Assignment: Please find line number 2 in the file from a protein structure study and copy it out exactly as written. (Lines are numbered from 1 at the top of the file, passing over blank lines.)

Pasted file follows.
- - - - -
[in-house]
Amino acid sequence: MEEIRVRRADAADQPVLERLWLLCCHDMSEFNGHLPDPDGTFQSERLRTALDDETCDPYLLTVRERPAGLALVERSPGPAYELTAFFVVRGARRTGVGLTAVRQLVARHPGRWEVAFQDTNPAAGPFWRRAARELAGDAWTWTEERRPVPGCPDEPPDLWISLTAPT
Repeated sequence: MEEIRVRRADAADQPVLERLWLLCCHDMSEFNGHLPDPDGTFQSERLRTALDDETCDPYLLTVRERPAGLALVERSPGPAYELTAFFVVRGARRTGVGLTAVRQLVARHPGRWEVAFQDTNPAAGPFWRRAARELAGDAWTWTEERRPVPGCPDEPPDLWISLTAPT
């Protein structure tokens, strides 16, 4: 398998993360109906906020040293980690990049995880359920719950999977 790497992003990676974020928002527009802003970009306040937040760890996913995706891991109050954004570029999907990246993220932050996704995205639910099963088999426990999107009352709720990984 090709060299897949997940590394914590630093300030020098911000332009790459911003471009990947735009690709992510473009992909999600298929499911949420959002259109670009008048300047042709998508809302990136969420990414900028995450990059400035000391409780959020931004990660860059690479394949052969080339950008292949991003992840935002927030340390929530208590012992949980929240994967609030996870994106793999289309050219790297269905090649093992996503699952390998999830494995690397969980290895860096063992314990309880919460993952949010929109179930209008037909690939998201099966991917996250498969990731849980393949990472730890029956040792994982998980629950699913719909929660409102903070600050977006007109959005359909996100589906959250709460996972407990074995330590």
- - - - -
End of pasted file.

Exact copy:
Amino acid sequence: MEEIRVRRADAADQPVLERLWLLCCHDMSEFNGHLPDPDGTFQSERLRTALDDETCDPYLLTVRERPAGLALVERSPGPAYELTAFFVVRGARRTGVGLTAVRQLVARHPGRWEVAFQDTNPAAGPFWRRAARELAGDAWTWTEERRPVPGCPDEPPDLWISLTAPT